KA: Seriously. You hit on something interesting. I got hammered in some parts of the ND sphere (you can probably guess) for having the nerve to point to BK’s locker room talk after Kelly got killed for some comments from the postgame.
But I tend to think what BK says to the team is more important to them than what he says to the media right after.
JJ: I thought DeShone Kizer had a really, really good answer to that whole debate.
“Blame is definitely not the word. In this game there are 11 guys who are required to do their job. And in order for us to go out there and to give a better result than we have in these last six games, you have to challenge guys. And when you guys sit up here and ask about specifics on guys, he’s going to let you know exactly what happened and in order for us to not up come out successful.
“That can be perceived as blame, but perception is part of what we do here working with the media. James walks in and he gives an answer, and it’s perceived as if he’s saying that it’s a horrible thing that coach puts blame on guys. But I’m sitting here having a conversation with him, and all he’s trying to say is, hey, yeah, it’s tough when the coach calls you out. But we take that as a challenge here.
“We accept everything as a team. But individually you’re going to have to get challenged to play your best. And when you’re 2-4 right now, everyone has to point their finger at themselves and look at themselves in the mirror and accept those challenges so that we can come out and be more successful and hopefully put together the wins that we need to put together in the second half of the season.”
That’s his full quote (he even went out of his way to help clarify a quote from James Onwualu that could’ve been mis-interpreted. This guy is a whiz with media.)
I’m not going to sit here and tell you that everything is okay inside the Gug, because Notre Dame is 2-4. But it’s worth noting this debate hasn’t affected recruiting, at least yet.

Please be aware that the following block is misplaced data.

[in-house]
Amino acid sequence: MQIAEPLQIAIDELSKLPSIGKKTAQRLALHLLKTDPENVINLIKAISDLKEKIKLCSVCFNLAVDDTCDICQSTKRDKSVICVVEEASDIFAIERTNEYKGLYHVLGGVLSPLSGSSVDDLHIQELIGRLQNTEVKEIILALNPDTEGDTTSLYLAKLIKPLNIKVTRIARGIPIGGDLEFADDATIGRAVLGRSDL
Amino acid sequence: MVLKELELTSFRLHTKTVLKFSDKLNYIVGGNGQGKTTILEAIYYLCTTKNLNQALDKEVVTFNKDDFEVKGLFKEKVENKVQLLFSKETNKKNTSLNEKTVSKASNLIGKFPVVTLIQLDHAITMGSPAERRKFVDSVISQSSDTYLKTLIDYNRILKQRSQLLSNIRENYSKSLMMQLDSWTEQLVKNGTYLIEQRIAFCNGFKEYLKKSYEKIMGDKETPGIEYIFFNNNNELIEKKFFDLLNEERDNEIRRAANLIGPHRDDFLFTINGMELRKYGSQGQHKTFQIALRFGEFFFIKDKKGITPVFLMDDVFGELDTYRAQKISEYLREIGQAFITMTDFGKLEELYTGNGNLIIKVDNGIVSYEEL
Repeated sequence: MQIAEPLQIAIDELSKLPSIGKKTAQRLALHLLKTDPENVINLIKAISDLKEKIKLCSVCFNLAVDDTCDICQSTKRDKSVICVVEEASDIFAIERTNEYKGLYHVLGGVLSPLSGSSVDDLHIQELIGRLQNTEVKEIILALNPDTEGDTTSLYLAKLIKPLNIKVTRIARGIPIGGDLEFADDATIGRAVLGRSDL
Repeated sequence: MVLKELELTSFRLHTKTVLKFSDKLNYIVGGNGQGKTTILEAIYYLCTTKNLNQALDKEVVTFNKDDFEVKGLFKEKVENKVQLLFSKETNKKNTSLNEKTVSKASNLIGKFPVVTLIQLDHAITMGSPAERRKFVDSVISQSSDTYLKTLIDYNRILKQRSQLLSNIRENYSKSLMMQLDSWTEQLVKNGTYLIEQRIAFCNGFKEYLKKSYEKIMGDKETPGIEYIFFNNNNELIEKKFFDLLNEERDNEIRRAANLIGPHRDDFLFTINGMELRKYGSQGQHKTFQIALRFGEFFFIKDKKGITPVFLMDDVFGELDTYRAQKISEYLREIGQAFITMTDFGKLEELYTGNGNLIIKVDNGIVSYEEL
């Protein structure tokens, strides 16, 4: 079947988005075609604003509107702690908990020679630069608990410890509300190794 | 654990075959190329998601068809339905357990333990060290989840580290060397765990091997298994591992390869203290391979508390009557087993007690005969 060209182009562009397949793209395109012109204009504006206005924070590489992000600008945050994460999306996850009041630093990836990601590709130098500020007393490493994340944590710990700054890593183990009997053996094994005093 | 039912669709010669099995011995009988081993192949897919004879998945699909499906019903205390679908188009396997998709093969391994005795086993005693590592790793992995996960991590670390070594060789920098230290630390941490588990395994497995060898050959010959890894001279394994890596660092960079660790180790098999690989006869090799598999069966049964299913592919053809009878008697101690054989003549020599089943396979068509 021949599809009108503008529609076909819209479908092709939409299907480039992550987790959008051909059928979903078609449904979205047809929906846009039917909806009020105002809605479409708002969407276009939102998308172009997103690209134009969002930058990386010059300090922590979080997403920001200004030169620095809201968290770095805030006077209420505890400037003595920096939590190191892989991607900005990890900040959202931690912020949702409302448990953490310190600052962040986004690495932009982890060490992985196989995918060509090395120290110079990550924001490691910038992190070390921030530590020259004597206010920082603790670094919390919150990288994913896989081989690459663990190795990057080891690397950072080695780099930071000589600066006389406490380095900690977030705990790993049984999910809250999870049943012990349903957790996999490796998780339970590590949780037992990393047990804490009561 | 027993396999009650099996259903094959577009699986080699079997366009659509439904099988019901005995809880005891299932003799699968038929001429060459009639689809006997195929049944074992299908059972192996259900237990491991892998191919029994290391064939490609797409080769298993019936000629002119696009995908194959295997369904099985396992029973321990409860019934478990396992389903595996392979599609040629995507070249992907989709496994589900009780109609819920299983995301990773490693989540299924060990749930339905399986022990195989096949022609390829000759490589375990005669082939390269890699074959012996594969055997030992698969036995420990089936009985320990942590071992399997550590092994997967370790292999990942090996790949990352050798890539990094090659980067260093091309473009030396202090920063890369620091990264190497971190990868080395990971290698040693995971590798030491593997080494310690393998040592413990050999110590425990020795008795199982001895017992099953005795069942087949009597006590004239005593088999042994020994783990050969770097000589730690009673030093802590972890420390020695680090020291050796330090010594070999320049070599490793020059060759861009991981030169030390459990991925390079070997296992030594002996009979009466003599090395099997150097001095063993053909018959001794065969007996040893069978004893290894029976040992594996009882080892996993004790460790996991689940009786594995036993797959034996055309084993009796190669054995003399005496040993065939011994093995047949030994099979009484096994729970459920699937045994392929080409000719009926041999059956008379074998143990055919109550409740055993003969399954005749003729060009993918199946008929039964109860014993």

KA: True. Somehow those 17 year-old kids aren’t reading message boards or my comments or the guys arguing under your articles. Weird.
KA: Let’s take this thing forward — because that’s the only way we can look at this. There’s a very real chance that McCaffrey isn’t playing this weekend.
Stanford’s got a few maulers on the defensive front, but they’ve had a tough two weeks.
Before I get your prediction, what are some battles you think that are mission critical to a win?
JJ: So Notre Dame’s defensive strategy is probably going to look a lot like it did last year in California — stop Christian McCaffrey (if he plays) and hope the quarterback doesn’t beat you.
The good news: Ryan Burns and Keller Chryst are nowhere close to being as good as Kevin Hogan was. The bad news: Well, so was Daniel Jones. And Tyler O’Connor, I guess.
KA: Kevin Hogan: The future of the Cleveland Browns. They’re calling Tom Rees next.
JJ: Pull him out of coaching. Thought I’d love to see Rees and DeShone Kizer on the same sideline!
KA: This will be a huge progress report for the defense. It’s not like we saw anything last week. And it’s also not like Stanford is lighting it up right now.
JJ: Here’s a stat: Washington State entered last weekend with four sacks as a team. They left with seven. If Notre Dame can’t get sacks against Stanford, it never will. (Can’t believe I just typed that.)
KA: I saw that tweet. That was very informative. (Follow JJ @JJStankevitz)
KA: #CONTENT #SYNERGY
JJ: But Keith, curious — what do you hope to see from this defense? Keep everything in front of them and not get beat, or try to take a few shots at making plays against a maybe-vulnerable offense?